Uri Geller has received a great deal of attention over the past year for his reported success at reproducing hidden drawings, bending metal objects such as keys, spoons, and forks by PK, and restarting broken watches. In his native Israel, Geller often is reported to have performed some of these feats in the role of a professional magician. In the U. S. and western Europe, these diverse phenomena have been reported as having been produced under good observation by many reliable observers and cannot easily be discounted. At the same time, they have not yet been carefully explored in controlled laboratory conditions.
Most of the experimental studies of Geller's claims have been carried out at the Stanford Research Institute, where Dr. Harold Puthoff and Russell Targ have best mastered the difficulties involved in getting Geller to act as a subject. At the 1973 P.A. convention they reported carefully designed GESP picture reproduction studies which had given strong results. But while the ESP aspects of Geller's abilities have laboratory support, a good laboratory demonstration or investigation of the psychokinesis aspects has not yet been reported. Most of the efforts in that direction have seemed to be directed toward eliciting more unusual phenomena rather than toward conclusively establishing any single one.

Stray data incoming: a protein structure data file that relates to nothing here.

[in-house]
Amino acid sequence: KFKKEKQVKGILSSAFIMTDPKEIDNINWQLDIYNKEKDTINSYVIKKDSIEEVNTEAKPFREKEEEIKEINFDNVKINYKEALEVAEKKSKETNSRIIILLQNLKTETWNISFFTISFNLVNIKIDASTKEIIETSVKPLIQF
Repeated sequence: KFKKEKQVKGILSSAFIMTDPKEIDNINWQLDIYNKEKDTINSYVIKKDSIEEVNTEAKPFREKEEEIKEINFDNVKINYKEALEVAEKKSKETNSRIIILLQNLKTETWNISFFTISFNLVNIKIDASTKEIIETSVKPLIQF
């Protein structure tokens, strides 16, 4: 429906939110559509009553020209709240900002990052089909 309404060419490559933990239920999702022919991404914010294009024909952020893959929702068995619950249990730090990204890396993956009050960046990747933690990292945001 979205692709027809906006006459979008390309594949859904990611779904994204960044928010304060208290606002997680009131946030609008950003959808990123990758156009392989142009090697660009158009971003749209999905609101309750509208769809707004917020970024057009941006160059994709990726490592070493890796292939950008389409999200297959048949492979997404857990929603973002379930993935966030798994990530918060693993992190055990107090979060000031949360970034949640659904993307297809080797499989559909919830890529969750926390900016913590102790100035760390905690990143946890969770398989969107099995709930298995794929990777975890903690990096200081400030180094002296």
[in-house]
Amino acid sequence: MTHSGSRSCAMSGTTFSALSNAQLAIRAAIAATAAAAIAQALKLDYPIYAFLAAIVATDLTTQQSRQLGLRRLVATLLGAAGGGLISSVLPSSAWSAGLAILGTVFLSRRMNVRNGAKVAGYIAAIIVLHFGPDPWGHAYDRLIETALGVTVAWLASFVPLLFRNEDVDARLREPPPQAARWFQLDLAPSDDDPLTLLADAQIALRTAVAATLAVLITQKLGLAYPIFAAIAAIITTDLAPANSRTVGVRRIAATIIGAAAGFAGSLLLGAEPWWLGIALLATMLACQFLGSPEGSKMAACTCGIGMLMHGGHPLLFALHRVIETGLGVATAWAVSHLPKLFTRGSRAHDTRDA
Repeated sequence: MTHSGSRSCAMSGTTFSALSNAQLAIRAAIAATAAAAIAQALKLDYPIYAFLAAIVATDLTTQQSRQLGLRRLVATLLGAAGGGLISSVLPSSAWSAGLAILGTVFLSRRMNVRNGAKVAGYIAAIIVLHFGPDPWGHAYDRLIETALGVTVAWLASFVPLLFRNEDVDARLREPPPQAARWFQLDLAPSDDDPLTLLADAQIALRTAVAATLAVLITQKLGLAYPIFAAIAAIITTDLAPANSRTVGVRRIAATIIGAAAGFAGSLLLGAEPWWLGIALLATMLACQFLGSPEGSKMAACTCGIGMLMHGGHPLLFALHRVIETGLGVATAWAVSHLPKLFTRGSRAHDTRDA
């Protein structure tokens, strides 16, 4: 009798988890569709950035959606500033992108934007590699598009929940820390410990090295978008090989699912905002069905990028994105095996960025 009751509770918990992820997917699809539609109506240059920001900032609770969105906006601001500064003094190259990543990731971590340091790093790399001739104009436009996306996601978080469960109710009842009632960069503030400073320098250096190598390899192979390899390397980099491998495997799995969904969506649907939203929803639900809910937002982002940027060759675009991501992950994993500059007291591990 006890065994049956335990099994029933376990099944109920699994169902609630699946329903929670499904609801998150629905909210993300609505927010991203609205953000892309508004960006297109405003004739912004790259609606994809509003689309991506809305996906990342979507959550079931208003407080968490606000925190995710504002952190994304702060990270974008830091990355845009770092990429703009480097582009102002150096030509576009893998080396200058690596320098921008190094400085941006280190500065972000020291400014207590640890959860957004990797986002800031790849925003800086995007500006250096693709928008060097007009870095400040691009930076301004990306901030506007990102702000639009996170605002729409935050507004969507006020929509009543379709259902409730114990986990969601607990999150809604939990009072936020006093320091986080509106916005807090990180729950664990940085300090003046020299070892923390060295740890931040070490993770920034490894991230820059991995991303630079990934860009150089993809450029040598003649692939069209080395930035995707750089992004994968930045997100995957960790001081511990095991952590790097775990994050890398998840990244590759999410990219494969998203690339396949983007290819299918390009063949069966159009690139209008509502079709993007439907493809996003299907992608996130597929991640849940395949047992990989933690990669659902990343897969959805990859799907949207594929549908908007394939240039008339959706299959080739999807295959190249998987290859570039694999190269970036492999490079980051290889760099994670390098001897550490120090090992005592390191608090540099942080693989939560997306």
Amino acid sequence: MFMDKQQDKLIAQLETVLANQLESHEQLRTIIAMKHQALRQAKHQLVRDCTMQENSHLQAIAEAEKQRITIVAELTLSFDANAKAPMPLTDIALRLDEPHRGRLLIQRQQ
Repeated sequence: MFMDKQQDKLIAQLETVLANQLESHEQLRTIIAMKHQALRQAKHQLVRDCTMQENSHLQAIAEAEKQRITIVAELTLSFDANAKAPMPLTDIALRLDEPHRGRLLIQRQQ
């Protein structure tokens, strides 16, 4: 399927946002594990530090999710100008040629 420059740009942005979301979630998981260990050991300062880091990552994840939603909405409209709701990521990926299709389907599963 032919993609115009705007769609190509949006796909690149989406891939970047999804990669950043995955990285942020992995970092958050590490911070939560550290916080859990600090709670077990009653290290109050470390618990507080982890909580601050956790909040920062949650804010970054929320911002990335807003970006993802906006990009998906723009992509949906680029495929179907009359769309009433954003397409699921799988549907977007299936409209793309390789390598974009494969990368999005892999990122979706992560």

Geller's general pursuit of extensive commercial exploitation has produced a widespread reaction. New Scientist and Nature, among other periodicals, have recently discussed him in articles written in reaction to his televised appearance in Britain. After the broadcast, objects were reported to have bent, even in the homes of those watching the program. News coverage and discussion of this event caused New Scientist (Dec. 7, 1973) to invite Geller to appear before a panel of scientists for an authoritative assessment of these phenomena. His answer is uncertain as yet, but Nature (Dec. 7, 1973) published a page one commentary entitled "Challenge to Scientists" in support of the proposal and Geller's appearance, remarking that "... a boost for psychical research would be very welcome. There are too many loose ends lying around for comfort, and psychical research has not yet been able to shake off its mildly eccentric character and its ability to attract fierce criticism.